Korean-born American writer Maija Rhee Devine was just getting ready to study abroad after graduating from the English literature program at Sogang University in Seoul, when a family secret that had been buried all of her 20-something years suddenly burst into open: Her parents were not her biological parents.
“I just immediately went into a denial, a total denial,” the 70-year-old said during a press meeting in Seoul on Wednesday. “I just had had enough of this (Korean) culture ― I was given away (by my biological parents) because I was a girl.”
|Korean-born American author Maija Rhee Devine speaks during a press conference at Seoul Selection Bookshop in Seoul on Wednesday. (Seoul Selection)|
|Maija Rhee Devine’s novel “The Voices of Heaven” (Seoul Selection)|
The author’s recently published English-language novel, “The Voices of Heaven,” is based on Devine’s real-life experience going through the Korean War (1950-1953) as a young girl, as well as her family secrets deeply linked to pre-modern Korean Confucian values and practices.
The book was initially written as a memoir, but with her U.S. agent’s advice, she turned it into a novel. “My agent’s recommendation was it’s very difficult to market memoirs written by common people,” she said. “You know, you have to be Michael Jackson or Jackie Onassis or Barack Obama to sell memoirs.”
Devine was born as a fraternal twin. It was the shamanistic and patriarchal beliefs of her biological parents that sent her away as a baby. They thought a twin sister would take away the fortunes of her twin brother, hence dangerous to be raised in the same household.
The novel begins as Mi-na, a young girl, prepares for the arrival of her father’s mistress. The decision came as her mother did not bear a son, which was considered a primary duty of a married woman in the pre-war, Confucian period in Korea. Mi-na, Devine’s alter-ego, grows up under the care of her loving parents and the mistress, and eventually experiences the Korean War.
“I was in Masan, (South) Gyeongsang Province, during the war,” she said. “And things were in fact quite peaceful there. I in fact liked my life there so much more than the one I had back in Seoul before the war. I would play with grasshoppers. And most importantly, I was free from hearing ‘You should’ve been a boy’ ― I would hear that all the time from women in my neighborhood in Seoul.”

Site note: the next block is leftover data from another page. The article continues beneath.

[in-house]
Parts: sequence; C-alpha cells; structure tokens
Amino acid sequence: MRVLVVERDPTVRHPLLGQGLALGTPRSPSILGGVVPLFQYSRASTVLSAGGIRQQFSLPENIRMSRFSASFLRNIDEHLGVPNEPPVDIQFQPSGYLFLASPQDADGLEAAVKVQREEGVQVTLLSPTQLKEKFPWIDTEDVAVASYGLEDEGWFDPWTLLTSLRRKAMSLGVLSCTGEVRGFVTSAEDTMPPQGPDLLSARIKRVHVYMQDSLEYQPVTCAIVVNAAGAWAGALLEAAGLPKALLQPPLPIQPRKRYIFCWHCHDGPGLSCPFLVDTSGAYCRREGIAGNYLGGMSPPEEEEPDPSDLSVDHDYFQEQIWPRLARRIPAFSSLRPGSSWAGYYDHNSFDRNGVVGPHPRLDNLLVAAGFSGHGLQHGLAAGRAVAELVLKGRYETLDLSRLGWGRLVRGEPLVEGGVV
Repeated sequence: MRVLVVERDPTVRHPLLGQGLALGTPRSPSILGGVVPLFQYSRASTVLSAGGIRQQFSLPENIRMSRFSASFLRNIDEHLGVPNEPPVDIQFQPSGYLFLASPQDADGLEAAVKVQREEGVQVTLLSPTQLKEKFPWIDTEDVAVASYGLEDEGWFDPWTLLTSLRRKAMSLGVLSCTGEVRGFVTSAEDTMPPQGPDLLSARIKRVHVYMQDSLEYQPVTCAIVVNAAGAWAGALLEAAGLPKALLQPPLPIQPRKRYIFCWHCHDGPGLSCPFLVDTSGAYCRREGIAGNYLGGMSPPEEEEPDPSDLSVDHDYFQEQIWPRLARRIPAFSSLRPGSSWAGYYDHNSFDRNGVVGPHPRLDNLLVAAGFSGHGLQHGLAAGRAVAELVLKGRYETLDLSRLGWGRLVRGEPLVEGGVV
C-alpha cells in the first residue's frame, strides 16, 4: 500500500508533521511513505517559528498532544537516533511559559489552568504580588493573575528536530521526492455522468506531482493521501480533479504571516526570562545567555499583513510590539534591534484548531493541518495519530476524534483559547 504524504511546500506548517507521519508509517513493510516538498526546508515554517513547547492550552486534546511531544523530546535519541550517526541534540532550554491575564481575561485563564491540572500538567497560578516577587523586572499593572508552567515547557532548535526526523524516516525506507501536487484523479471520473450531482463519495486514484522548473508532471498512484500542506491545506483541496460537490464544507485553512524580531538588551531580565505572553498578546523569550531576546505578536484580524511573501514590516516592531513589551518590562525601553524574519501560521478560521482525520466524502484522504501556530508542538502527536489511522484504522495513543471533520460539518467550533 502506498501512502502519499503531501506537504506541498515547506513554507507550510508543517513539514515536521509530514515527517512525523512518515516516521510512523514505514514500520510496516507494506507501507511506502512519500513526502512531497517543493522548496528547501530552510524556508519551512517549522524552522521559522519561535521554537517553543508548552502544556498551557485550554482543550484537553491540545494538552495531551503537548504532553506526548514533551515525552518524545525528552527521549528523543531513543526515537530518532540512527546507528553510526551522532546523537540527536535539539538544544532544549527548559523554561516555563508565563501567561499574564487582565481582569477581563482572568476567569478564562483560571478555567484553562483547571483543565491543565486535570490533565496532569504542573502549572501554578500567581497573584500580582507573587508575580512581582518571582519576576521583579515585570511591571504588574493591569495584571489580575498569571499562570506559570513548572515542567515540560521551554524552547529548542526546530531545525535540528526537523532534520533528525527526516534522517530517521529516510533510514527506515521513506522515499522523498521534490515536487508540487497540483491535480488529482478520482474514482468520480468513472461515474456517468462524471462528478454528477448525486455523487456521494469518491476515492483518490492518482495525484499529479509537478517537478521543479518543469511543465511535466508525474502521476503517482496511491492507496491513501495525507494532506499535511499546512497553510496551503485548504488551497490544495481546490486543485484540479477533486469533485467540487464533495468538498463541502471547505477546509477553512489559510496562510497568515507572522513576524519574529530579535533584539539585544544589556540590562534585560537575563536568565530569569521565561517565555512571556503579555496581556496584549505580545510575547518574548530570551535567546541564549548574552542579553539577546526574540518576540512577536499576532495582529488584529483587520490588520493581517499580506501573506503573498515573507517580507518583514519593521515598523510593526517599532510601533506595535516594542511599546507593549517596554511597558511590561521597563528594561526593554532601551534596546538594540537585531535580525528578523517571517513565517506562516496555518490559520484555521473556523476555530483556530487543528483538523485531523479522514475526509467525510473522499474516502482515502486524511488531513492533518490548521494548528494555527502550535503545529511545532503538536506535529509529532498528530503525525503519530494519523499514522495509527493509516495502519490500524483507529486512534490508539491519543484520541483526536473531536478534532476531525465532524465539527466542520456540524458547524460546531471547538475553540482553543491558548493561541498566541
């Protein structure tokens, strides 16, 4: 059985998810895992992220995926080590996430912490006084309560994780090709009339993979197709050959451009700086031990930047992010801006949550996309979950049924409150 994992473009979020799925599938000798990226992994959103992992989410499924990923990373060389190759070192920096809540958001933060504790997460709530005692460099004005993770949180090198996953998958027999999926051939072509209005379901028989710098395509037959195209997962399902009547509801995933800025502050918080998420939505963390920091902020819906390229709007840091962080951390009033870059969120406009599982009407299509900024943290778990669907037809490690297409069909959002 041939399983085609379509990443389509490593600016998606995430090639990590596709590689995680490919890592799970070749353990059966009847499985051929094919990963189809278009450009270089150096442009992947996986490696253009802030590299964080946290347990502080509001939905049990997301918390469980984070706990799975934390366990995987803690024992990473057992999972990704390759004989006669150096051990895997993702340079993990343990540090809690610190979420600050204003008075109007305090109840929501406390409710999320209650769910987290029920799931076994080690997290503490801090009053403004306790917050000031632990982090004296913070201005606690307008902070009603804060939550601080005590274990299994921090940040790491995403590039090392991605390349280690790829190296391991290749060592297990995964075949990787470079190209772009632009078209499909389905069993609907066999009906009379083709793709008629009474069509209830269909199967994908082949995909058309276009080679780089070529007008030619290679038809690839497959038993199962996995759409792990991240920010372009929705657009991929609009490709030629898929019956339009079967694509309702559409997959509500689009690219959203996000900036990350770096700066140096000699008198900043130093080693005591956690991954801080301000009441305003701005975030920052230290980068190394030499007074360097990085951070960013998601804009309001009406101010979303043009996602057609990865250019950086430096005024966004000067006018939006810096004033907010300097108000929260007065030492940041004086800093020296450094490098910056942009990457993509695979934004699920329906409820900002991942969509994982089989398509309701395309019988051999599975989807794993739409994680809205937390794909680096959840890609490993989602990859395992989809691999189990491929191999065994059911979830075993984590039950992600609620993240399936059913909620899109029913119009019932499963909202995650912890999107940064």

The author said the Korean War forced many local women to break away from the old patriarchal values, as most of their husbands were sent to the battlefield. “All of a sudden, they had to support their children and somehow earn money,” she said. “And even after the war, many of them had to continue supporting their children, as their husbands were either injured or never returned from the battlefield. The war was a horrific event ― there was no doubt about that. But at the same time, it allowed many women to lead independent lives (whether they wanted to or not).”
In real life, Devine’s birth parents and her biological siblings ― two older brothers and her twin as well as a younger brother ― lived in the same town as Devine’s family. They taught her how to swim and played Ping Pong with her, knowing she was their sister.
“I was the only one who didn’t know (the secret),” she said.
After learning the secret of her birth, Devine went off to the U.S. and went into denial for 25 years. She earned an M.A. in English literature from St. Louis University, and married her husband ― Michael J. Devine, currently director of the Harry S. Truman Presidential Library ― and made the U.S. her home. She reunited with her birth parents and siblings in 1995. Her twin brother is Seoul National University professor Rhee Jeong-jeon.
“Though we didn’t grow up together, we share a lot of similarities,” said Devine about her twin brother. “We both like Korean cold noodles, are good with languages and appreciate humor.”
By Claire Lee (firstname.lastname@example.org)